Personal Identity 5: Christian Identity

As we’ve progressed through this series on ‘identity’, we’ve turned increasingly towards the concept of ‘Christian identity’. How do we view ourselves as ‘Christians’ within a Christian community?

As Christians, the world is viewed in light of our relationship with God. This naturally affects the relationship people have with other people who also have a relationship with God. Relationship is at the heart of Christian identity. Our identity is formed through the way we relate to God through Christ. When the first Christians described themselves as ‘followers of the way’ their identity was firmly routed in their ongoing journey with Christ. That was the way in which they identified themselves. It was others from outside who originally called those first followers ‘Christians’. I use this to illustrate the deeply personal nature of the Christian faith. It is centred around a relationship with God and an ongoing task; take up your cross and follow me.

Over the past few days I’ve mentioned the existential crisis for every ‘goth’: what if I’m not goth enough? It is also at the heart of many followers of the way. What if I’m not a very good Christian? If I am honest, I have those doubts most days. I’m still awaiting the day when the diocese send someone round to my house. They will knock on my door, come into my office, go to the filing cabinet, take my holy orders and inform me that a mistake was made four years ago. “Sorry mate, you’re just not a very good Christian”. I think this is at the heart of Doctor Ruth’s post on Saturday about imitating Christ: we are called to be Christlike, we are not called to be Christ.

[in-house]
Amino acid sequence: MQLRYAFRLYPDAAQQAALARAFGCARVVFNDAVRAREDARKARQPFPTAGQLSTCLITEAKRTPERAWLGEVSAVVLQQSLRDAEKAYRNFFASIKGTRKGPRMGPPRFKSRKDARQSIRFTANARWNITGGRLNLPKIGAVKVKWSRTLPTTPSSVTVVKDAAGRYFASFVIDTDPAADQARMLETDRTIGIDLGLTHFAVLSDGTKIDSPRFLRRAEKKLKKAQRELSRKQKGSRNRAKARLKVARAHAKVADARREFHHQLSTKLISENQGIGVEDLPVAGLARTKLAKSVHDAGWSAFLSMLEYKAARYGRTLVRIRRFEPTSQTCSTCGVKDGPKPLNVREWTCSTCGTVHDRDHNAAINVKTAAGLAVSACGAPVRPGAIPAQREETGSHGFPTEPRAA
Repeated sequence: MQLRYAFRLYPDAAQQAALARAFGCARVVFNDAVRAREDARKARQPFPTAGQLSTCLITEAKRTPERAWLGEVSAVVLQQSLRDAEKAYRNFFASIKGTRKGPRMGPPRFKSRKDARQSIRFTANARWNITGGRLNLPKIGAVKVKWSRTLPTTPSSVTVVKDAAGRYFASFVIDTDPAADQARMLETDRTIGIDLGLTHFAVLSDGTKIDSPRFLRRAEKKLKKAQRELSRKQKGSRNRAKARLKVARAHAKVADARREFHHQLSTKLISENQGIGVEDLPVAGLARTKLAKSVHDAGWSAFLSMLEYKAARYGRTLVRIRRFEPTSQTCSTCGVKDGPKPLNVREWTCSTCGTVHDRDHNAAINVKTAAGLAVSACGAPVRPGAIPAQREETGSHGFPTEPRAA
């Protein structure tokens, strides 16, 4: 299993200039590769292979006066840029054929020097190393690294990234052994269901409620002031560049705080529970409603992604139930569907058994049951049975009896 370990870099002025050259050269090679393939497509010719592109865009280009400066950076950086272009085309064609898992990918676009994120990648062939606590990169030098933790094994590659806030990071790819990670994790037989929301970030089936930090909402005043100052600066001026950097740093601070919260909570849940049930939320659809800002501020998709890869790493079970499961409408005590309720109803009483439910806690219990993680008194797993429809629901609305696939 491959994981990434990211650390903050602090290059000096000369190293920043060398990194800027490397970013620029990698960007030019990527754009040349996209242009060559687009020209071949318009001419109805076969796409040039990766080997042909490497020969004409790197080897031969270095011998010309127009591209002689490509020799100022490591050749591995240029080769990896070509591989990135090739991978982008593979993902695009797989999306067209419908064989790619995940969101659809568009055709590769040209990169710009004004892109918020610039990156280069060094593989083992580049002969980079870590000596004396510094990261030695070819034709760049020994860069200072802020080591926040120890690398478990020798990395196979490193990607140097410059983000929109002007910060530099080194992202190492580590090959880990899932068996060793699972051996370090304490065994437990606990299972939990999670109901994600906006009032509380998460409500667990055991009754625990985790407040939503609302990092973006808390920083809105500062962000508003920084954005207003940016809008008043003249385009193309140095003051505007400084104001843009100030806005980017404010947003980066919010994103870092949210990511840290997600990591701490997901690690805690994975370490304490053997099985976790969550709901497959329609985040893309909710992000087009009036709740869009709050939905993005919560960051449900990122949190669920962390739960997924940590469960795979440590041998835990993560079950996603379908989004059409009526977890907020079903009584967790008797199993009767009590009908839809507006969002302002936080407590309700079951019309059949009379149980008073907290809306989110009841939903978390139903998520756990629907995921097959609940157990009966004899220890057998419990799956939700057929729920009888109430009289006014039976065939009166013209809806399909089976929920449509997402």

Experience is a key component of our Christian identity. When someone is certain of their faith, it can be a benchmark that others will be unconsciously compared to. When someone’s experience of God bears little relation to our experience of God we can either question our experience or theirs. As the diagram illustrates, the way we relate to others often leads to tribalism.

This kind of tribalism leads to the familiar conflict between followers of the way that can often take precedence over the journey. “They are not real Christians…”


8 Responses

  1. I think a circle for those who might not profess to be Christian but seem to be doing the right thing, those who might not have said Lord, Lord but who follow their heart and do the right thing… ::Shrugs:: I think that such a circle would perhaps be the most interesting and mysterious?

    Matthew 21:29-3 and 27:21-23

    • Mistake: I had put the bible verses in numerical order and then decided to swap the order and then got the insertion of the ‘and’ wrong, sorry! I meant Matthew 21:29-32 and 7:21-23.

  2. Gulp. Yeah, I’ve been guilty of those circles in my time. Miserere mei…
    And I don’t think it’d be my drawers and cupboards that I’d have trouble with someone rifling through to check my Good Christian Credentials, it’d be my head. Gulp again.
    Anyway, yeah, good stuff, and yay for grace and second chances.

  3. Robb, I don’t disagree with your fundamental premis in this series, but how does one negotiate the path between the ‘deploring tribalism’/resisting the ‘they’re not-christian’ judgemental modus you indicate here and standing against that which we DO deem to be perversions of the Gospel and which we do NOT wish others to associate with Christianity? I tend to say ‘well it’s not what I understand Christianity/the Gospel/the Way to be about’ – but the implicit subtext is ‘I don’t recognise the people expressing these views/carrying out these actions as being ‘Christian’ (in the way that I am)’.

Leave a Reply

Fill in your details below or click an icon to log in: Logo

You are commenting using your account. Log Out /  Change )

Twitter picture

You are commenting using your Twitter account. Log Out /  Change )

Facebook photo

You are commenting using your Facebook account. Log Out /  Change )

Connecting to %s

%d bloggers like this: